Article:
Refrigeration Nation: A History of Ice, Appliances, and Enterprise in America

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JHU Press, 2013/10/02 - 248 ページ

Only when the power goes off and food spoils do we truly appreciate how much we rely on refrigerators and freezers. In Refrigeration Nation, Jonathan Rees explores the innovative methods and gadgets that Americans have invented to keep perishable food cold—from cutting river and lake ice and shipping it to consumers for use in their iceboxes to the development of electrically powered equipment that ushered in a new age of convenience and health.

As much a history of successful business practices as a history of technology, this book illustrates how refrigeration has changed the everyday lives of Americans and why it remains so important today. Beginning with the natural ice industry in 1806, Rees considers a variety of factors that drove the industry, including the point and product of consumption, issues of transportation, and technological advances. Rees also shows that how we obtain and preserve perishable food is related to our changing relationship with the natural world.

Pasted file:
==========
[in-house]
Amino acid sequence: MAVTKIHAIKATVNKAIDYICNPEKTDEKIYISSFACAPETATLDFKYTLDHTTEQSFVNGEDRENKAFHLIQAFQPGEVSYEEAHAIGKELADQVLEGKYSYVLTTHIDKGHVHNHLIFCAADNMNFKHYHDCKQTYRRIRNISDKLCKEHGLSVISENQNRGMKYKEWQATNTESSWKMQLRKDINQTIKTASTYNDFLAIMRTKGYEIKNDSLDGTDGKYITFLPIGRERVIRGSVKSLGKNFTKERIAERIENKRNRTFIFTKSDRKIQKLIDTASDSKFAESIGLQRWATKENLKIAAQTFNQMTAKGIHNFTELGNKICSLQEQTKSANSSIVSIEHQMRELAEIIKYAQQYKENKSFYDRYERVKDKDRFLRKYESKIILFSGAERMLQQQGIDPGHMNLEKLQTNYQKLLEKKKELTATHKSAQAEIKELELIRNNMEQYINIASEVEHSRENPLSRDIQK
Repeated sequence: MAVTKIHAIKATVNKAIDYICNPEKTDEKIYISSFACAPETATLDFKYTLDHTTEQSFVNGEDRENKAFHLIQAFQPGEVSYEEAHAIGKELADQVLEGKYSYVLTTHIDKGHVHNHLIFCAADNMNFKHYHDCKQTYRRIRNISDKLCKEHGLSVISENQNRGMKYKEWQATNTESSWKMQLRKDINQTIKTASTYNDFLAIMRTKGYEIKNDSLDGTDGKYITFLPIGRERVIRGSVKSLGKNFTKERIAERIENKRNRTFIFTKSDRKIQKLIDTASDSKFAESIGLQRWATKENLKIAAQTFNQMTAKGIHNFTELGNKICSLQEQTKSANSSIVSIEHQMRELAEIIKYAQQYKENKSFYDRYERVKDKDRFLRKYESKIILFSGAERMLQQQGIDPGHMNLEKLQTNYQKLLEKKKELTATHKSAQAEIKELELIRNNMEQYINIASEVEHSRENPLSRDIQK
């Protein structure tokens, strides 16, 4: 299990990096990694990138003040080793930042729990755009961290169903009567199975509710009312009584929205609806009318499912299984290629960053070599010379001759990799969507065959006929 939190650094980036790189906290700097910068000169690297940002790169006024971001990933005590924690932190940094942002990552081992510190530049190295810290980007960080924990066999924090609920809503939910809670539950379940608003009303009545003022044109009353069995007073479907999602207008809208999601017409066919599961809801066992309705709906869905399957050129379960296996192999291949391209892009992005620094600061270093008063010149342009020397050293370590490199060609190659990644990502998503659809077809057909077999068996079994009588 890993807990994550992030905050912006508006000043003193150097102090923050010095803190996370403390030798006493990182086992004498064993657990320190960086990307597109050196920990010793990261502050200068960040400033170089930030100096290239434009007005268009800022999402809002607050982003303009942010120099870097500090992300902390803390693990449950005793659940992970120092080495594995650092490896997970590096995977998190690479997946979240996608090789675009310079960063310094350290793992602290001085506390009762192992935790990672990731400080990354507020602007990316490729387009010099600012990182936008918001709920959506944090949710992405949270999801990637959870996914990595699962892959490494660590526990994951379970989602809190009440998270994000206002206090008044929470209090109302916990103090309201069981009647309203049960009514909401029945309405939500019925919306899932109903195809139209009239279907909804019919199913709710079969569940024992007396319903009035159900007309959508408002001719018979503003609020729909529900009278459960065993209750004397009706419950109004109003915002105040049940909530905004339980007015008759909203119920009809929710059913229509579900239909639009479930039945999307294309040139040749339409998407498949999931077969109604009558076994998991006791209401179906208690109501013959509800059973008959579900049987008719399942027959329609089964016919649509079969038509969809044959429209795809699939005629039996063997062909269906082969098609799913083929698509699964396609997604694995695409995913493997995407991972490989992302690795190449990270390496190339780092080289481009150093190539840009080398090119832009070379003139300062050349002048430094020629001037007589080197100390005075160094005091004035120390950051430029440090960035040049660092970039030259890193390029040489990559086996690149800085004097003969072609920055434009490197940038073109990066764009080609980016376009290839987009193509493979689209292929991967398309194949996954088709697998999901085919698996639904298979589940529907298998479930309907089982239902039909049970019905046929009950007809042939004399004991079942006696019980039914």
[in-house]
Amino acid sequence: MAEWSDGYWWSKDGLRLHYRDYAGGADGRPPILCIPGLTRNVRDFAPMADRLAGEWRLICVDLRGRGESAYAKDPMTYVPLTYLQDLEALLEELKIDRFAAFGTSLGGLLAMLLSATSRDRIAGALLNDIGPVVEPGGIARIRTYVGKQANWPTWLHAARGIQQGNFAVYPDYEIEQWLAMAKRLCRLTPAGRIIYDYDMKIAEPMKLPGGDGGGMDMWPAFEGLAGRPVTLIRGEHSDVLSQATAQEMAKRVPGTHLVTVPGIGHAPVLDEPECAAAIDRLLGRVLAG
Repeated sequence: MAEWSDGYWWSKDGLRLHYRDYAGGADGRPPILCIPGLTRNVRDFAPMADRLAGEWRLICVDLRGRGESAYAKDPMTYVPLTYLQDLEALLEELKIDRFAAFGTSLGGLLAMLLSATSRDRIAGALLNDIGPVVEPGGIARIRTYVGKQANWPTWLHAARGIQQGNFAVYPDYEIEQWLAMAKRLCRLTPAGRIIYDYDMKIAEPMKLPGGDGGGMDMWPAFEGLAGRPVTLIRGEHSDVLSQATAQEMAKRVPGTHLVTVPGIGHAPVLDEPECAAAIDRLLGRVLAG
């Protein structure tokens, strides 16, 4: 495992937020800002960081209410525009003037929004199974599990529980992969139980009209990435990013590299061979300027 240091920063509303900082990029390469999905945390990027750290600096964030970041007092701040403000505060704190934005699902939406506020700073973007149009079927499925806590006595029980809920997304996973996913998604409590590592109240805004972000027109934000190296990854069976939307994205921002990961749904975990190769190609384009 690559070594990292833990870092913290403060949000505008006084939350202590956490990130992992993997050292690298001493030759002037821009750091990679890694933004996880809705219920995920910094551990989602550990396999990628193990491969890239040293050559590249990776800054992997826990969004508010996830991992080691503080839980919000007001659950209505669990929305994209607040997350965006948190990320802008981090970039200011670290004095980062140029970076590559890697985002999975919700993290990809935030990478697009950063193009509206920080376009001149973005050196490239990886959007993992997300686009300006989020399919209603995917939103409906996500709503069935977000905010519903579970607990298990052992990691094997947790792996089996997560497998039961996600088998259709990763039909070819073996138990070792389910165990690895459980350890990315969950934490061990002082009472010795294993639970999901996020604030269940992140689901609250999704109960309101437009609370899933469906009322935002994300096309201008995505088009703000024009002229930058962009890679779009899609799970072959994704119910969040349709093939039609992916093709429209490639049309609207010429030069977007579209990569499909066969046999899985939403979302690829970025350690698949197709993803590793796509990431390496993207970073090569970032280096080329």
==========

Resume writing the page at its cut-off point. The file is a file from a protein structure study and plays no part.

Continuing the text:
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目次

The Cold Chain
1
CHAPTER 1 Inventing the Cold Chain
11
CHAPTER 2 The Long Wait for Mechanical Refrigeration
31
CHAPTER 3 The Decline of the Natural Ice Industry
55
CHAPTER 4 Refrigerated Transport Near and Far
76
CHAPTER 5 The Pleasures and Perils of Cold Storage
99
CHAPTER 6 Who Ever Heard of an American without an Icebox?
119
CHAPTER 7 The Early Days of Electric Household Refrigeration
140
CHAPTER 8 The Completion of the Modern Cold Chain
162
Refrigeration Capitalism and the Environment
182
Notes
195
Essay on Sources
227
Index
229
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著者について (2013)

Jonathan Rees is a professor of history at Colorado State University–Pueblo. He is the author of Industrialization and the Transformation of American Life: A Brief Introduction and Refrigerator.

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